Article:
We all quarrel with reality from time to time and wish things were different than they are. Especially now, when life seems unfair. All flights have been cancelled due to the coronavirus and you won’t be able to be with your Dad on his 80th birthday…. Your mom is in an assisted living facility that is not allowing visitors….
While anger, grief and distress are completely natural responses, harboring such feelings does nothing to improve the situation. In fact, it perpetuates emotional suffering for you.
Although you can’t change these events, dialectical behavioral therapy (DBT) posits that your self-talk—your internal “story” about them—is where you have options to ease the strain in your life.
Don’t fight reality. By “radically” and unconditionally accepting life as it is—on its own terms, with no blame, anger, or resentment—you can shed a layer of tumult. It’s natural to think, “This shouldn’t be happening!” Without acceptance of what is, however, you’re in an endless and exhausting battle with reality, pushing the rock uphill when gravity clearly prefers it stay in the valley. Instead, try dropping any “shoulda, woulda coulda” thinking. Refocus your self-talk on the present, what is now and real.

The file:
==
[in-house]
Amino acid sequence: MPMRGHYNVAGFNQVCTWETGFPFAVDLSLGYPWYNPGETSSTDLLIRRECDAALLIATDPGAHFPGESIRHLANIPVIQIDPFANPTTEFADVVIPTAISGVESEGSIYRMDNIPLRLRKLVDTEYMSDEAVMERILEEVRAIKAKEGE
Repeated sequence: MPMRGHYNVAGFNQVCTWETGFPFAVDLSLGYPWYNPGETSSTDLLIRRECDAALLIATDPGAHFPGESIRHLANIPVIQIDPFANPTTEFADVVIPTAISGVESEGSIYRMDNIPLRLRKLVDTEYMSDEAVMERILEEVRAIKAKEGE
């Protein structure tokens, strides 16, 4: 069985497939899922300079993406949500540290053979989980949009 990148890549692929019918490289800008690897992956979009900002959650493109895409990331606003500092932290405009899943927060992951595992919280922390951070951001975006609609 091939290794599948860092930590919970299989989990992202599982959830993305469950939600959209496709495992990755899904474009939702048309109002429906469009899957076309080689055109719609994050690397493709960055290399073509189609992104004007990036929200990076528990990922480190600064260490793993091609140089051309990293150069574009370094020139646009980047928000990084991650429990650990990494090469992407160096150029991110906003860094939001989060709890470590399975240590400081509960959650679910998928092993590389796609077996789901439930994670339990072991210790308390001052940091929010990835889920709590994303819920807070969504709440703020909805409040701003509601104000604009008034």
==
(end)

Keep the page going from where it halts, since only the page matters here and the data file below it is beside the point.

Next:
Practice accepting self-talk.
- “I don’t like this but it is the truth of my situation.”
- “I am (sad/mad/frustrated) about this … but it is not something I can change.”
- “I accept that my life (or situation X) is what it is.”
You’ve probably done this before. We daily practice acceptance of little things, such as yielding to the fact of a traffic jam. And likely you have done it—eventually—for big things, too, like a breakup you may not have wanted.
When acceptance is not healthy
If you are in an abusive or unsafe situation, work toward change—not acceptance. Seek guidance from a counselor if you are uncertain.